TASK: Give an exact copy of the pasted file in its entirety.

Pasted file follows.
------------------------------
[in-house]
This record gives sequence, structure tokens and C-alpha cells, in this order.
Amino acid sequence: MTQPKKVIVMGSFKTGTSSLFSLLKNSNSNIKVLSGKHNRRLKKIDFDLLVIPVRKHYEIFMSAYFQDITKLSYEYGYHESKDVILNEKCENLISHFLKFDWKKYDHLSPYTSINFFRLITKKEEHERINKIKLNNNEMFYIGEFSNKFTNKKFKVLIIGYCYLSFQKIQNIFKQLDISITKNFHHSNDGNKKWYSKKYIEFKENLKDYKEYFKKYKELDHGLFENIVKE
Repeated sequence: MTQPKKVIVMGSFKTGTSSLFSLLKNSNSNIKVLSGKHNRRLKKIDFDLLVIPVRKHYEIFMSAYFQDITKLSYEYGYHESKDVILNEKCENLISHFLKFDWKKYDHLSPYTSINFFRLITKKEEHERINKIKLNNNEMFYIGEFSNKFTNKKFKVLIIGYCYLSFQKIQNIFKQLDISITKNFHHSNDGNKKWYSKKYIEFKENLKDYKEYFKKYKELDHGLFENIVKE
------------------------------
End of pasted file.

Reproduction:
[in-house]
This record gives sequence, structure tokens and C-alpha cells, in this order.
Amino acid sequence: MTQPKKVIVMGSFKTGTSSLFSLLKNSNSNIKVLSGKHNRRLKKIDFDLLVIPVRKHYEIFMSAYFQDITKLSYEYGYHESKDVILNEKCENLISHFLKFDWKKYDHLSPYTSINFFRLITKKEEHERINKIKLNNNEMFYIGEFSNKFTNKKFKVLIIGYCYLSFQKIQNIFKQLDISITKNFHHSNDGNKKWYSKKYIEFKENLKDYKEYFKKYKELDHGLFENIVKE
Repeated sequence: MTQPKKVIVMGSFKTGTSSLFSLLKNSNSNIKVLSGKHNRRLKKIDFDLLVIPVRKHYEIFMSAYFQDITKLSYEYGYHESKDVILNEKCENLISHFLKFDWKKYDHLSPYTSINFFRLITKKEEHERINKIKLNNNEMFYIGEFSNKFTNKKFKVLIIGYCYLSFQKIQNIFKQLDISITKNFHHSNDGNKKWYSKKYIEFKENLKDYKEYFKKYKELDHGLFENIVKE